Hatfield Forest car park field damaged by boy racers
Boy racers sneaked into Hatfield Forest at night and churned up a grass car park which is closed to protect it during winter.
A mass of tyre trails covers the pasture land of Elgins car park as the yobs spun their vehicle round and round in the wet conditions.
Henry Bexley, head of operations at Hatfield Forest for the National Trust, said: “We’re aware of the damage that's been caused on one of our grass car parks. We've reported the incident to police and continue to work with them as they investigate this incident.
"The damage is extensive and it will take some time to recover, but our conservation team will be looking into a programme of repair when ground conditions improve.”
It is believed the car got into the forest via the exit road, driving over upright metal plates, on Monday January 6.
Another forest spokesman said that the tracks indicated it was just one car that targeted the car park, which is off to the left of the road leading to the lake area, just past a cattle grid on a sharp right-hand bend.
"They've just sped round and round in circles and churned up all the grass. It wasn't seen by anyone, it was discovered the following morning by one of our rangers, so it definitely happened overnight because we have people on site during the day.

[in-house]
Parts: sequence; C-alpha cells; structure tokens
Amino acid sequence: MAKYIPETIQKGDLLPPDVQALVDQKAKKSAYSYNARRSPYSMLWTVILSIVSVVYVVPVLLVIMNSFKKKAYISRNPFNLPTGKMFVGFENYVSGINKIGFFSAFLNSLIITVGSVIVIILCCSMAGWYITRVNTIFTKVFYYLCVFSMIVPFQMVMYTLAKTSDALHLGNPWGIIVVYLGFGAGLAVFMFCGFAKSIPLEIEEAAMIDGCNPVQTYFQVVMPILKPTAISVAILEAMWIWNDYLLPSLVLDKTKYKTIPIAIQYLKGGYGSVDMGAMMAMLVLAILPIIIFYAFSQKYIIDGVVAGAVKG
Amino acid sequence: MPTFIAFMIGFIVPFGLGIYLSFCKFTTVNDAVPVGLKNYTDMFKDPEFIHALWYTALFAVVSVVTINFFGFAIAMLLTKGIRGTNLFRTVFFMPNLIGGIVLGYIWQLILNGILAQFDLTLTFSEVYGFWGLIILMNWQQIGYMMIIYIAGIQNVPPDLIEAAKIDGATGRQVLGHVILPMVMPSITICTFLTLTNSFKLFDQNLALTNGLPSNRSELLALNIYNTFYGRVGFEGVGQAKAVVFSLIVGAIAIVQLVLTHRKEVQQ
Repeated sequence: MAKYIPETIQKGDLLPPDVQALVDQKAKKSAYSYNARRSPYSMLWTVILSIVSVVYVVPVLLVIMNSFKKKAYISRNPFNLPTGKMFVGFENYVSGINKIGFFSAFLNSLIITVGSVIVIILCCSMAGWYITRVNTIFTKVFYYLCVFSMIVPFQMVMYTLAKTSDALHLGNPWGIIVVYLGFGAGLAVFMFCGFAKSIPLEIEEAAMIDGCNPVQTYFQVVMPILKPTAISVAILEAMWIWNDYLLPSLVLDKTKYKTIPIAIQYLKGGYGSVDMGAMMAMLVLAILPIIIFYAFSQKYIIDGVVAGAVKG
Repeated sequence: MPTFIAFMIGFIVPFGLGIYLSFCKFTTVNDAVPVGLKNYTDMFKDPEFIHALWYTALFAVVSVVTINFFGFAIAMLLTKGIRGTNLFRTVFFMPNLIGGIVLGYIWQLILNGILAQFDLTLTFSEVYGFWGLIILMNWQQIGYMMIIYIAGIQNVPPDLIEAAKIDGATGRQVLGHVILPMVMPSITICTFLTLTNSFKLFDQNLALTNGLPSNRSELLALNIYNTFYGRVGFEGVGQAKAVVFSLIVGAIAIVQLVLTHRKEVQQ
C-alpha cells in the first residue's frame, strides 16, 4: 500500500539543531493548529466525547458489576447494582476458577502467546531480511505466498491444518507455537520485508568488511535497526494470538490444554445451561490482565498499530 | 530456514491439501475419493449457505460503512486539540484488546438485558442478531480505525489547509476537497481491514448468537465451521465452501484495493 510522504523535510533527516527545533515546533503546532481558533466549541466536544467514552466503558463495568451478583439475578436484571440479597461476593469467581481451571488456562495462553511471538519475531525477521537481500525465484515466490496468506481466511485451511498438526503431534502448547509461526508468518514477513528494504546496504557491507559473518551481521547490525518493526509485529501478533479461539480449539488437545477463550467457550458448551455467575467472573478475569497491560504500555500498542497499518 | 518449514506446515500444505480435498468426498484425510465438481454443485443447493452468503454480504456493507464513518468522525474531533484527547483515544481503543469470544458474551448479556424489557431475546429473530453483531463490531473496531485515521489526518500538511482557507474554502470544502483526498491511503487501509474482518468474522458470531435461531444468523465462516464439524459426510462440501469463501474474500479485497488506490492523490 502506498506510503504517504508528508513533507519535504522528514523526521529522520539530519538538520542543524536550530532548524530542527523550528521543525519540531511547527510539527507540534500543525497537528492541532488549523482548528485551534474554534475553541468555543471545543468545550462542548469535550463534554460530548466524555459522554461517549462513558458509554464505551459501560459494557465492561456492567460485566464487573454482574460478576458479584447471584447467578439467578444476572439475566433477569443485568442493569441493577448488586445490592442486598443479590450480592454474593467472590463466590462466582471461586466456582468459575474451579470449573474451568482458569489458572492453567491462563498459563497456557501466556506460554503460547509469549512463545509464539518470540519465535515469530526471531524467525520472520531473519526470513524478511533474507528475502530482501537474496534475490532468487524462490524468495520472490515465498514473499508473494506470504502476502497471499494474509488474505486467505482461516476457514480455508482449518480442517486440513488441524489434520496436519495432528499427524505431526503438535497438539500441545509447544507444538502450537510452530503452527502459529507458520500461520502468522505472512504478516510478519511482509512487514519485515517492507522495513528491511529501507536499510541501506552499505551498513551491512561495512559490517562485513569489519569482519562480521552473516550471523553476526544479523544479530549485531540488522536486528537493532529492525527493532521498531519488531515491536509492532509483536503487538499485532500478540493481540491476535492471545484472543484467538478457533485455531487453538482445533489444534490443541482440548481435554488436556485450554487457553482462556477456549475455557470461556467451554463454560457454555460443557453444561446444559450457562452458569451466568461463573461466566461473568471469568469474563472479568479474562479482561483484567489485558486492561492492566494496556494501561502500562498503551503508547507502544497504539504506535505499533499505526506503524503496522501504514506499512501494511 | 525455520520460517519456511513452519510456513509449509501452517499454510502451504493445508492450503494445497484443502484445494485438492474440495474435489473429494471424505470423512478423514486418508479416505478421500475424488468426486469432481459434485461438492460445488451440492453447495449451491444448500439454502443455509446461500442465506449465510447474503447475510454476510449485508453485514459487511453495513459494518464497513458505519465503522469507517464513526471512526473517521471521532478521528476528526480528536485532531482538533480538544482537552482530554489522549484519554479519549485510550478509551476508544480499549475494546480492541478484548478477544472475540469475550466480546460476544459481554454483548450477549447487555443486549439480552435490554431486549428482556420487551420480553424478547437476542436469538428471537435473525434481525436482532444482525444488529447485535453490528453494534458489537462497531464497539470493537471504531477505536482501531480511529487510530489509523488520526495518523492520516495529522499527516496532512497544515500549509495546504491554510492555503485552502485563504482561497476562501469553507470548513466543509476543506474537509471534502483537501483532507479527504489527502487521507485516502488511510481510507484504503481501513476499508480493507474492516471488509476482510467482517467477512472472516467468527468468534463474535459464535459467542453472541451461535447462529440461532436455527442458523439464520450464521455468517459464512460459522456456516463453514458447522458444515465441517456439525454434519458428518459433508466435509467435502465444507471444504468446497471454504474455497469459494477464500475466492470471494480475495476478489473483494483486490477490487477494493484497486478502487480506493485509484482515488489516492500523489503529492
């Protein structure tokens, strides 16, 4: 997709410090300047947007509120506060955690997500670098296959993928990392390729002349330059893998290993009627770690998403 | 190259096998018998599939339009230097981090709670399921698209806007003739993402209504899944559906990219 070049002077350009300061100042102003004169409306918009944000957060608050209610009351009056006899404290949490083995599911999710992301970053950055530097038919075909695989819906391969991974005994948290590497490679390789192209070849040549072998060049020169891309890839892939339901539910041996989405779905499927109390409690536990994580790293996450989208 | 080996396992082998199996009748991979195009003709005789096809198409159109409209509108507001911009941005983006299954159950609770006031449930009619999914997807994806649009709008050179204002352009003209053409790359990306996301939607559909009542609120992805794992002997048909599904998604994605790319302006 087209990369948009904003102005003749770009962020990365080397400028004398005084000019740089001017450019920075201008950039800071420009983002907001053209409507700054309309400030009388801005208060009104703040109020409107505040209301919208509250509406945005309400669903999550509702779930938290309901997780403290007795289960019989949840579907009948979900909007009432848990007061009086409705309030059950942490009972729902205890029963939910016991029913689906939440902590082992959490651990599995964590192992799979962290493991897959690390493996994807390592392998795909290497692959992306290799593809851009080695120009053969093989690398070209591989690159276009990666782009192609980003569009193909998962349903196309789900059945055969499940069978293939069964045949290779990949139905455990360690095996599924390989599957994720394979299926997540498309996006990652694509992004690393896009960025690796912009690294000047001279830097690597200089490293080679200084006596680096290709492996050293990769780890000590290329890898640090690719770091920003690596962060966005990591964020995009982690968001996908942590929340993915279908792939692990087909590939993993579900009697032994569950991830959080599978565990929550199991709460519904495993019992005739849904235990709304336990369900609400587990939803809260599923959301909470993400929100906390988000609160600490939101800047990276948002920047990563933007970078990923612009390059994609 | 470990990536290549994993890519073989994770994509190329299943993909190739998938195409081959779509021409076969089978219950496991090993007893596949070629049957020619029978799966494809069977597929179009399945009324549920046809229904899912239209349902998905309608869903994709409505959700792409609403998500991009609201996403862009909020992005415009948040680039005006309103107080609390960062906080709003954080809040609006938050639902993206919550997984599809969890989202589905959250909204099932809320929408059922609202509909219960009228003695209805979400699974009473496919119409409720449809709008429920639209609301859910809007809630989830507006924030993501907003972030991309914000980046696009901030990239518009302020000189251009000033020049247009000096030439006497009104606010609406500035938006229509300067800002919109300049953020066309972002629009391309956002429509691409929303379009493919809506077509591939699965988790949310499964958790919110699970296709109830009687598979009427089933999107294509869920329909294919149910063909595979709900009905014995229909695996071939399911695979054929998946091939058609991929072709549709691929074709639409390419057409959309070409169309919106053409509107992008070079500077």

"Hopefully we can minimise the damage and the grass will recover. It's woodland pasture and just needs time to repair."
Hatfield Forest covers more than 1,000 acres and is owned and managed by the National Trust. It dates back around 2,000 years and is a rare surviving example of a medieval royal hunting forest.
In winter months, access is restricted to protect the woodland.
On its website, the trust urges visitors to be patient at this time of year as the ground is rested and allowed to recover. With half a million visits a year and the number rising, the impact on the forest has to be carefully managed, which makes this incident even more infuriating for the trust.
"While Hatfield Forest may look like other forests or woods you’ve visited, it’s actually a National Nature Reserve and a Site of Specific Scientific Interest, so there are steps we must all take to look after it and keep it special for everyone," says the website.
"To help care for the forest, we limit visitors' cars to the hardstanding in the car parks in late autumn, winter and early spring. This means that during the week there are 60 spaces in the main entrance car park and at weekends there are an additional 60 spaces in the lake car park. We've taken the difficult decision to limit opening of the lake car park to weekends only, to reduce the amount of footfall during our most vulnerable months."
Even the heavier estate vehicles are fitted with low-pressure tyres and restricted to the roads whenever possible. "We've had to change our working practices in winter to limit the impact we have across the site."
Anyone who saw a vehicle entering the forest on the evening of January 6 or who saw anything suspicious is asked to call Essex Police on 101.